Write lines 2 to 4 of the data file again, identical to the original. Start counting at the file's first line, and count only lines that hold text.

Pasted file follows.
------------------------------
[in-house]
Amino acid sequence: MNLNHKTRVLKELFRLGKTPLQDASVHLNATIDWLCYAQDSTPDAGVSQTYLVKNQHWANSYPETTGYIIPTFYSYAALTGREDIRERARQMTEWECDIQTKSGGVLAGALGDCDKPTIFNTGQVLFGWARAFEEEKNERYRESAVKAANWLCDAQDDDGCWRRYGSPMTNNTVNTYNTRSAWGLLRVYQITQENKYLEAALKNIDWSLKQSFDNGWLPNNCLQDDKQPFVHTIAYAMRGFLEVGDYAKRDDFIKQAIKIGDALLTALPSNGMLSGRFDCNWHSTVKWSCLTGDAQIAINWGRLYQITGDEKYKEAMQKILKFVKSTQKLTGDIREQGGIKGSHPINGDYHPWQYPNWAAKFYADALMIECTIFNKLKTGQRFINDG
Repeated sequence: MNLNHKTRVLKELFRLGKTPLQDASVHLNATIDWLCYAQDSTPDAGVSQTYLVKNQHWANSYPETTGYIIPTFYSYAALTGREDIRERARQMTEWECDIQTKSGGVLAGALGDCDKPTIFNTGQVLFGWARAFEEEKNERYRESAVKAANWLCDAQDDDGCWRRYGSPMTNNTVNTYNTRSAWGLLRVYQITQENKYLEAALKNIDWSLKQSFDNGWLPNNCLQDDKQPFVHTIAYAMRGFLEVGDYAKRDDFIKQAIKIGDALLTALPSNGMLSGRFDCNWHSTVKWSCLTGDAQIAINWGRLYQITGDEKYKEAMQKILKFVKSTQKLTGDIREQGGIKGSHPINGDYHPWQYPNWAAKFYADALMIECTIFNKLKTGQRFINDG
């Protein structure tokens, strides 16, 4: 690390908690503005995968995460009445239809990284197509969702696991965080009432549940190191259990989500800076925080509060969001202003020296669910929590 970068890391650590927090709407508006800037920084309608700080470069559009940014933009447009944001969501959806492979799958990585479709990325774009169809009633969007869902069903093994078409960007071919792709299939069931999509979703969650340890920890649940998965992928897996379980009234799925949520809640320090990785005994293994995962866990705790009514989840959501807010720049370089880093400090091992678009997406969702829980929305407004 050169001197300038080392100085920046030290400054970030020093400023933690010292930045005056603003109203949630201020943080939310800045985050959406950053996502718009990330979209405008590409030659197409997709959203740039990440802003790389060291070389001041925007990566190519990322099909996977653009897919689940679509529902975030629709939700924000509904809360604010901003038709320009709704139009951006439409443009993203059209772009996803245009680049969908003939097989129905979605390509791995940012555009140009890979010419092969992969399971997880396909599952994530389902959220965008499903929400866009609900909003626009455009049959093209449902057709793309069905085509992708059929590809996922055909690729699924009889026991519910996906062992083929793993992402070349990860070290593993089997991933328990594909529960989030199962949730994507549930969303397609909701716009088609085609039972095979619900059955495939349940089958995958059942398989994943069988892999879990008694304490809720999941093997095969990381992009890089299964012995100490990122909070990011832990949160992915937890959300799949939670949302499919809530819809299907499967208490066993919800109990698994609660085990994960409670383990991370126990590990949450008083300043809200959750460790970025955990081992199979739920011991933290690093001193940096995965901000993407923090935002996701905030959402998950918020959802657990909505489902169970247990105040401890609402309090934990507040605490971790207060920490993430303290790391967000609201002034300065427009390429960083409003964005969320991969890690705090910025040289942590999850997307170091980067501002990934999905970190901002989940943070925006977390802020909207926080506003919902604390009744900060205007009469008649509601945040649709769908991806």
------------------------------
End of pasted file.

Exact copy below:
Amino acid sequence: MNLNHKTRVLKELFRLGKTPLQDASVHLNATIDWLCYAQDSTPDAGVSQTYLVKNQHWANSYPETTGYIIPTFYSYAALTGREDIRERARQMTEWECDIQTKSGGVLAGALGDCDKPTIFNTGQVLFGWARAFEEEKNERYRESAVKAANWLCDAQDDDGCWRRYGSPMTNNTVNTYNTRSAWGLLRVYQITQENKYLEAALKNIDWSLKQSFDNGWLPNNCLQDDKQPFVHTIAYAMRGFLEVGDYAKRDDFIKQAIKIGDALLTALPSNGMLSGRFDCNWHSTVKWSCLTGDAQIAINWGRLYQITGDEKYKEAMQKILKFVKSTQKLTGDIREQGGIKGSHPINGDYHPWQYPNWAAKFYADALMIECTIFNKLKTGQRFINDG
Repeated sequence: MNLNHKTRVLKELFRLGKTPLQDASVHLNATIDWLCYAQDSTPDAGVSQTYLVKNQHWANSYPETTGYIIPTFYSYAALTGREDIRERARQMTEWECDIQTKSGGVLAGALGDCDKPTIFNTGQVLFGWARAFEEEKNERYRESAVKAANWLCDAQDDDGCWRRYGSPMTNNTVNTYNTRSAWGLLRVYQITQENKYLEAALKNIDWSLKQSFDNGWLPNNCLQDDKQPFVHTIAYAMRGFLEVGDYAKRDDFIKQAIKIGDALLTALPSNGMLSGRFDCNWHSTVKWSCLTGDAQIAINWGRLYQITGDEKYKEAMQKILKFVKSTQKLTGDIREQGGIKGSHPINGDYHPWQYPNWAAKFYADALMIECTIFNKLKTGQRFINDG
């Protein structure tokens, strides 16, 4: 690390908690503005995968995460009445239809990284197509969702696991965080009432549940190191259990989500800076925080509060969001202003020296669910929590 970068890391650590927090709407508006800037920084309608700080470069559009940014933009447009944001969501959806492979799958990585479709990325774009169809009633969007869902069903093994078409960007071919792709299939069931999509979703969650340890920890649940998965992928897996379980009234799925949520809640320090990785005994293994995962866990705790009514989840959501807010720049370089880093400090091992678009997406969702829980929305407004 050169001197300038080392100085920046030290400054970030020093400023933690010292930045005056603003109203949630201020943080939310800045985050959406950053996502718009990330979209405008590409030659197409997709959203740039990440802003790389060291070389001041925007990566190519990322099909996977653009897919689940679509529902975030629709939700924000509904809360604010901003038709320009709704139009951006439409443009993203059209772009996803245009680049969908003939097989129905979605390509791995940012555009140009890979010419092969992969399971997880396909599952994530389902959220965008499903929400866009609900909003626009455009049959093209449902057709793309069905085509992708059929590809996922055909690729699924009889026991519910996906062992083929793993992402070349990860070290593993089997991933328990594909529960989030199962949730994507549930969303397609909701716009088609085609039972095979619900059955495939349940089958995958059942398989994943069988892999879990008694304490809720999941093997095969990381992009890089299964012995100490990122909070990011832990949160992915937890959300799949939670949302499919809530819809299907499967208490066993919800109990698994609660085990994960409670383990991370126990590990949450008083300043809200959750460790970025955990081992199979739920011991933290690093001193940096995965901000993407923090935002996701905030959402998950918020959802657990909505489902169970247990105040401890609402309090934990507040605490971790207060920490993430303290790391967000609201002034300065427009390429960083409003964005969320991969890690705090910025040289942590999850997307170091980067501002990934999905970190901002989940943070925006977390802020909207926080506003919902604390009744900060205007009469008649509601945040649709769908991806």